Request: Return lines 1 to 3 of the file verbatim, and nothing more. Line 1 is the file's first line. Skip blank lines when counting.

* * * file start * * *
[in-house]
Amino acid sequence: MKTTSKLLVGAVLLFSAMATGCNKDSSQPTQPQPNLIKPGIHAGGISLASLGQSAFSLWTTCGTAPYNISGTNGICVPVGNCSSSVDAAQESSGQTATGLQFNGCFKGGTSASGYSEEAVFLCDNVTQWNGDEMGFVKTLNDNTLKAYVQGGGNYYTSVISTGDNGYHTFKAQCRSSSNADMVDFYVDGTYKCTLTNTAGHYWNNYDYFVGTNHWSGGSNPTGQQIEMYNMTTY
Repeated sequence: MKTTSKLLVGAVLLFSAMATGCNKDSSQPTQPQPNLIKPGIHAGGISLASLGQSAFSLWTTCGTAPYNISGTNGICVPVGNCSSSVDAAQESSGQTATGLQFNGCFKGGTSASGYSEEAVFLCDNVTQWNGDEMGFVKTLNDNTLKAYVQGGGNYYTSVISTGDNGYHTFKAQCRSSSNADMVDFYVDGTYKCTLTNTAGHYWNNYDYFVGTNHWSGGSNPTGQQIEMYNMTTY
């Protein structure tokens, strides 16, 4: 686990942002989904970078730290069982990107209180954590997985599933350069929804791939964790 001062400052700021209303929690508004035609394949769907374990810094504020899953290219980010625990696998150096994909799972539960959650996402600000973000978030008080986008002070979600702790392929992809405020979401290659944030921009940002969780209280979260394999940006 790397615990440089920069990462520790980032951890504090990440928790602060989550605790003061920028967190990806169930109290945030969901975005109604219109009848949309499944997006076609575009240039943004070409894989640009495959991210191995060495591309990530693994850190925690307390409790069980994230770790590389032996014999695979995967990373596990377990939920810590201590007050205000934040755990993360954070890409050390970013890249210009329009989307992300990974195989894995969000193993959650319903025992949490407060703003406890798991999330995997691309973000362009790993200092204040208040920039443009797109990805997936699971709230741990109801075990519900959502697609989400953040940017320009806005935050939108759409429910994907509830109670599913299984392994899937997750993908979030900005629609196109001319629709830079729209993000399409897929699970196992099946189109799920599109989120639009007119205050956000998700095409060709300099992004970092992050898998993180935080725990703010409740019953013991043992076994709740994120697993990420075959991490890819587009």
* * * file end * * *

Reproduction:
[in-house]
Amino acid sequence: MKTTSKLLVGAVLLFSAMATGCNKDSSQPTQPQPNLIKPGIHAGGISLASLGQSAFSLWTTCGTAPYNISGTNGICVPVGNCSSSVDAAQESSGQTATGLQFNGCFKGGTSASGYSEEAVFLCDNVTQWNGDEMGFVKTLNDNTLKAYVQGGGNYYTSVISTGDNGYHTFKAQCRSSSNADMVDFYVDGTYKCTLTNTAGHYWNNYDYFVGTNHWSGGSNPTGQQIEMYNMTTY
Repeated sequence: MKTTSKLLVGAVLLFSAMATGCNKDSSQPTQPQPNLIKPGIHAGGISLASLGQSAFSLWTTCGTAPYNISGTNGICVPVGNCSSSVDAAQESSGQTATGLQFNGCFKGGTSASGYSEEAVFLCDNVTQWNGDEMGFVKTLNDNTLKAYVQGGGNYYTSVISTGDNGYHTFKAQCRSSSNADMVDFYVDGTYKCTLTNTAGHYWNNYDYFVGTNHWSGGSNPTGQQIEMYNMTTY